No. 1 A new Era Of Volatility

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Illustration by Harry Campbell for TIME

If there is a poem for this moment, it is surely W.B. Yeats' dark classic "The Second Coming." Written in 1919, it evokes the darkness and uncertainty of Europe in the aftermath of a horrific war. "Things fall apart; the centre cannot hold," Yeats writes. "Mere anarchy is loosed upon the world/... The best lack all conviction, while the worst/Are full of passionate intensity."

It's hard to imagine a more eloquent description of our own bearish age. The middle class is shrinking, the markets are flailing, U.S. presidential candidates are bickering, and European policymakers are fiddling while Rome (and Athens and London) burns. A global double-dip recession, implausible in spring, is now a distinct possibility come autumn. Most economists believe the U.S. GDP will grow a little less than 2% this year--and they are the optimists. JPMorgan pegs growth at 1.4%; it estimates that in 2012 the U.S. will grow 1.2% and Europe will contract an alarming 0.5%. Investment oracle George Soros frets that the debt problems emanating from Europe have the "potential to be a lot worse than Lehman Brothers." At the recent International Monetary Fund (IMF) meeting in Washington, policymakers from around the world were as anxious and shell-shocked as they have been since the financial crisis began in 2008.

No wonder. None of the economic rescue missions on either side of the Atlantic over the past three years--from the helicopter dumps of cash in the U.S. and the U.K. to the Germanic austerity plans being advanced in Greece, Italy and Spain--have managed to arrest the downward economic slide and consequent rise in unemployment in the rich world. The crisis is, of course, as much political as economic; in Washington, no one can move beyond small-bore, partisan debates over debt, while in Brussels, the E.U. capital, the political institutions needed to fix things don't even exist. The West, it seems, is out of ammo, ideas and leadership. In his 20 years of attending IMF meetings, said President Obama's former chief economic adviser Larry Summers, he had not been at one in which "matters have had more gravity."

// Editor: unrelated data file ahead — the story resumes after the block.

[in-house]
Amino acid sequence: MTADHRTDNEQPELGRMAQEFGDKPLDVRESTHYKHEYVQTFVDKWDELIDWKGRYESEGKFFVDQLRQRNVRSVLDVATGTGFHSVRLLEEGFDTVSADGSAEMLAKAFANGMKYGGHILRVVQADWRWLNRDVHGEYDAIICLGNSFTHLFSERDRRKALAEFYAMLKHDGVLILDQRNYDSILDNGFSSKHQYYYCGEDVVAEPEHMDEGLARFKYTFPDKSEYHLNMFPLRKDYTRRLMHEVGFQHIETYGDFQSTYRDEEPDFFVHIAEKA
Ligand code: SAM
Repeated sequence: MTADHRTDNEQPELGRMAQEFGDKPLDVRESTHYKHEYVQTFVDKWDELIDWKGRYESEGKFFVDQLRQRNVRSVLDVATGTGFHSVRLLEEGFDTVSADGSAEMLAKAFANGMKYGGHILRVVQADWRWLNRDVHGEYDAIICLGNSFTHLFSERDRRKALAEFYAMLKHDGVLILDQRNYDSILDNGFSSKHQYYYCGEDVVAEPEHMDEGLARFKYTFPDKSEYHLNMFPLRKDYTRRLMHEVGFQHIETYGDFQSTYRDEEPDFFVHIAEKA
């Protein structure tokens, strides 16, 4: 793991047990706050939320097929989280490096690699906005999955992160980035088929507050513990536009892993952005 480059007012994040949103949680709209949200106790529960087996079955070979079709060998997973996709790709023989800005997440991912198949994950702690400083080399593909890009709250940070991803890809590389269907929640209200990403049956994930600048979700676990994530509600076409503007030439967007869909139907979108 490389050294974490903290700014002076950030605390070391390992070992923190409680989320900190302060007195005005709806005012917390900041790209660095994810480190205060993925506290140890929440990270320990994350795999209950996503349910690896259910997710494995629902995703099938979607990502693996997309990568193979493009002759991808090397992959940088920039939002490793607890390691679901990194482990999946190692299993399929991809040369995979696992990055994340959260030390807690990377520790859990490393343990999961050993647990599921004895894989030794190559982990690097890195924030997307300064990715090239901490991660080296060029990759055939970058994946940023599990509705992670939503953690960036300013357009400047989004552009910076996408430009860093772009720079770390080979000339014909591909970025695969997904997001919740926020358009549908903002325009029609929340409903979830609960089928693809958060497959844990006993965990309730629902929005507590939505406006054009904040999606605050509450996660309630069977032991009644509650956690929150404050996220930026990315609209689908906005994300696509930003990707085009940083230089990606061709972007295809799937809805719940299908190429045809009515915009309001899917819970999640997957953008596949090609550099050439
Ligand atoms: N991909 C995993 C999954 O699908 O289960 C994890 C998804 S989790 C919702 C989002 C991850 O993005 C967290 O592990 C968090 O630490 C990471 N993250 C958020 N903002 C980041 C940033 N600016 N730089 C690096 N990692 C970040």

You can almost smell the fear coming from the Federal Reserve. Despite a strident Republican accusation of "treason" for treating the Fed like a printing press, Chairman Ben Bernanke has moved forward with yet another round of monetary stimulus, this time buying up longer-term Treasury bonds in an effort to further drive down already low interest rates. The aim is that the resulting cheaper mortgage rates will stimulate housing sales and lift prices, which will help homeowners get out from being underwater on their existing loans. Operation Twist, its name a reference to the Fed's hope that it can twist the long-term shape of the bond-market yield curve, provoked only a shout from the markets. Stocks fell, the dollar rose, and consumer confidence remained as flat as ever.

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